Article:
Director of public health

Directors of public health hold some of the most pivotal strategic and leadership positions.

Overview

Directors of public health are responsible for determining the overall vision and objectives for public health in a local area or in a defined area of public health, such as health protection. They are accountable for delivering public health objectives and reporting annually on the outcomes and future work. They may be from any background, but must be qualified specialists in public health and registered with the General Medical Council or General Dental Council or UK Public Health Register.

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Director of public health roles

In England, there are a number of directors of public health in local authorities and in the Office for Health Improvement and Disparities. There are further roles in Health Boards in Scotland and Wales, and in the Public Health Agency in Northern Ireland. The following list doesn't include all of the roles available for directors of public health, but provides examples of the types of roles available.

Director of public health working in an English local authority

By law, every local authority must appoint a director of public health. The director works across all three main 'domains' of public health (health protection, health improvement, healthcare public health).

Directors are responsible for ensuring that public health is at the heart of their local authority’s agenda. Using the best and most appropriate evidence, they determine the overall vision and aims for public health in their locality. They then manage the delivery of those objectives and report annually on their activities.

The role is incredibly varied, challenging and rewarding and can involve:

  • commissioning (that is, organising the delivery of) health services that will be both clinically and cost effective
  • providing leadership and expert advice to the local authority and organisations that work with the local authority
  • establishing effective working relationships with other local agencies to ensure that public health priorities are acted upon
  • managing senior staff (eg recruitment, personal development, appraisals, and any disciplinary or grievance issues)
  • contributing to training and development programmes
  • having responsibility for the local authority's public health budget

Centre director working at the Office for Health Improvement and Disparities

These directors provide oversight and leadership for all activities in a particular region or centre. Their main activity is to lead health protection services (for example the development of regional strategies and plans for protecting the health of the public). In addition, they oversee the systems for: the monitoring of local diseases (eg statistics on cases and distribution); laboratory services (eg for microbiological investigation of diseases); and the investigation and management of incidents (eg a chemical spill or outbreak of e-coli).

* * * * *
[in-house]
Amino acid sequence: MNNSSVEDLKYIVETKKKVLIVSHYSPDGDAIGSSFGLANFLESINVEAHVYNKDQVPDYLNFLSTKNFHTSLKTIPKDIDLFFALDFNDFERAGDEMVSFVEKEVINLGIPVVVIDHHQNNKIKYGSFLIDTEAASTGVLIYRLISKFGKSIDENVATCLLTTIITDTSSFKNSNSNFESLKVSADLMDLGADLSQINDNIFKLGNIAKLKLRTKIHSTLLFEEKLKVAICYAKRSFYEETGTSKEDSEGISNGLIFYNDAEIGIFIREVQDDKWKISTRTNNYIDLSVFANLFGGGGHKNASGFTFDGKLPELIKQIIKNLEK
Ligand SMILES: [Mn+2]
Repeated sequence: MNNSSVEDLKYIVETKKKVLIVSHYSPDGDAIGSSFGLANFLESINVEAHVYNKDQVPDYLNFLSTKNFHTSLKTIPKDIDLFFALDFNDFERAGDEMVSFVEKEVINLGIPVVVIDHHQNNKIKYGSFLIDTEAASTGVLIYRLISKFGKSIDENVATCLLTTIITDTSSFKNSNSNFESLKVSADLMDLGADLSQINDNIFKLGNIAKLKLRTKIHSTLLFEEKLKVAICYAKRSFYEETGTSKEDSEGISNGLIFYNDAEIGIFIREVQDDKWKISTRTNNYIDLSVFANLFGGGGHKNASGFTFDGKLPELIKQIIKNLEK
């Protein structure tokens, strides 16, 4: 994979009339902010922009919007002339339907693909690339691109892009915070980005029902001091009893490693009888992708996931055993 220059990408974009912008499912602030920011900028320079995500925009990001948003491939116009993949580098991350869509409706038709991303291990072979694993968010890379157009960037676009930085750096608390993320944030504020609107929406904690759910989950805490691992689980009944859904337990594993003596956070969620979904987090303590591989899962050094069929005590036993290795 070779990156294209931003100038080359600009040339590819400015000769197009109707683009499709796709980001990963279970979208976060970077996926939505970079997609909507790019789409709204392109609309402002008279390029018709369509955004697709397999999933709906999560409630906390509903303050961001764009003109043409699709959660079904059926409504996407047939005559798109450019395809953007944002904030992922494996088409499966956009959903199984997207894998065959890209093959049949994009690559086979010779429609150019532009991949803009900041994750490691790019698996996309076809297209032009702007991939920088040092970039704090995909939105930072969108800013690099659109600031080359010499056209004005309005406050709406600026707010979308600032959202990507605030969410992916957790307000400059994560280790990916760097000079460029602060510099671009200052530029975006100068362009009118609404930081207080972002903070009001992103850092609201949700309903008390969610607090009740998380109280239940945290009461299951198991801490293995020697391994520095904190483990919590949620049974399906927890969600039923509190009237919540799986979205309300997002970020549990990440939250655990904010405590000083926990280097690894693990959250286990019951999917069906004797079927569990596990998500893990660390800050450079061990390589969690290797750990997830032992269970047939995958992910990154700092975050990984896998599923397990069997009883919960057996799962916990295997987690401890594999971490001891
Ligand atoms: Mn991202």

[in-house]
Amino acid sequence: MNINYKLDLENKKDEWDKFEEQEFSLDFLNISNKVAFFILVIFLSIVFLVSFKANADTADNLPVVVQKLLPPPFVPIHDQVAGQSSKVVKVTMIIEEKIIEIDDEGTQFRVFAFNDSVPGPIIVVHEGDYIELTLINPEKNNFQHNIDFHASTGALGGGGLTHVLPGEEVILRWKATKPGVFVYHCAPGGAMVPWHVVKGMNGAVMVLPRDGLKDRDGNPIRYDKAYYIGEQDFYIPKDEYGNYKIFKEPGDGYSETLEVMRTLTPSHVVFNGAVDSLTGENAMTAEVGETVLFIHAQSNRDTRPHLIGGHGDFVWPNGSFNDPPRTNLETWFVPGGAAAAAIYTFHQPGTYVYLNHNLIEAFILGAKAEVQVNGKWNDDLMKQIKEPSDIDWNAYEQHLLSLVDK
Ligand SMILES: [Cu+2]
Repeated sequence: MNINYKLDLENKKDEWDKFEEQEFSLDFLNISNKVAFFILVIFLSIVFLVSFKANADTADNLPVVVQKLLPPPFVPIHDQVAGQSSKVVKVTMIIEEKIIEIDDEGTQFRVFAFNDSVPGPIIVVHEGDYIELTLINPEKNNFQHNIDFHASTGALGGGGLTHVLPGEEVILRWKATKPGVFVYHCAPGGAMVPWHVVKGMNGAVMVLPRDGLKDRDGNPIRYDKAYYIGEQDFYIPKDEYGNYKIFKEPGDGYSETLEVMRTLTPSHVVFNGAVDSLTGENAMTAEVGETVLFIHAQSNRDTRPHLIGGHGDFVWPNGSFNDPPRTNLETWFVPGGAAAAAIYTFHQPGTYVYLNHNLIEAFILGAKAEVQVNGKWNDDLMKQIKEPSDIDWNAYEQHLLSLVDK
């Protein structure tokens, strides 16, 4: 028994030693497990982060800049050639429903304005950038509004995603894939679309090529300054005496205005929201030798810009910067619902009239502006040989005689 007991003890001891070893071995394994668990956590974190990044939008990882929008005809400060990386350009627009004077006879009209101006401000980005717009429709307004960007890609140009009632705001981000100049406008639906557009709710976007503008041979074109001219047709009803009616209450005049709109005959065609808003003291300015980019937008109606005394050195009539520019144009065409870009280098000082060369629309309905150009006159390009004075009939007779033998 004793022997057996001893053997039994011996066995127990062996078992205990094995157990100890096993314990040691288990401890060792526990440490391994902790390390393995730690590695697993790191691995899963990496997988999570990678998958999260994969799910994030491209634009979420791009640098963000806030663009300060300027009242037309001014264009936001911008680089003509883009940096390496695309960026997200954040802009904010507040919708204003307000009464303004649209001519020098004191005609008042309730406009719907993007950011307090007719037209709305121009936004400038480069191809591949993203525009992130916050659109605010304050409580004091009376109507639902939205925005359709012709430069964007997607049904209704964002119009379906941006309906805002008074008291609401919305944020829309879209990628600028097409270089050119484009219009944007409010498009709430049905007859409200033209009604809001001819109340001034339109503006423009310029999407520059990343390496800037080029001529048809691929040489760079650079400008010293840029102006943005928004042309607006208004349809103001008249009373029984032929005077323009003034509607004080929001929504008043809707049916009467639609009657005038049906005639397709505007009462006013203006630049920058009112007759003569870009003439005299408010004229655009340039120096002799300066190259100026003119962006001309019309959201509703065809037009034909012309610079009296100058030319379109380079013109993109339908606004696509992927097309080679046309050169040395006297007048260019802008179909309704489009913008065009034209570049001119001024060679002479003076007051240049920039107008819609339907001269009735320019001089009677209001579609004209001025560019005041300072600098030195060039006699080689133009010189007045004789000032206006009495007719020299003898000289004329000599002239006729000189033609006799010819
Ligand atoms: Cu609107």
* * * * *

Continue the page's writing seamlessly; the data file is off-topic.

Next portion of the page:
You will forge strong links with the directors of public health working in local authorities.

Want to find out more?

  • Pay and conditions of employment are likely to vary depending on the employer. For more information please view our pay and benefits page.

  • Further opportunities for directors of public health include more senior government roles or political consultancy and advisory roles. 

  • England

    In England, there are approximately 130 individuals working at director level. There is broadly one per county or unitary local authority, although there are some shared arrangements.

    There is an increasing trend for directors of public health to be shared between authorities.

     

    Scotland

    In Scotland, there are approximately 18 individuals working at director level. There is one for each of the 14 local NHS Health Boards, plus four with equivalent status at national level.

     

    Wales

    Directors of public health in Wales are employed by the Health Boards and work closely with Public Health Wales.

     

    Northern Ireland

    There is one position for a director of public health in the Public Health Agency.

     

    Where to look for job vacancies

     

    Recruiting for values

    If you're applying for a role either directly in the NHS or in an organisation that provides NHS services, you'll be asked to show how you think the values of the NHS Constitution apply in your everyday work. The same will be true if you are applying for a university course funded by the NHS.

    Find out more about NHS values

    If you’re applying for a job in a local authority, each has its own set of core values underpinning its recruitment exercises, which can usually be found in the recruitment section of its website.

    Job titles

    Note that terms such as ‘practitioner’, ‘manager’, ‘specialist’ and ‘consultant’ may have different meanings in different job titles. Therefore, they do not necessarily reflect the role category that the job really belongs to. It is important to check the person specification of the role to fully understand the skills and knowledge required.

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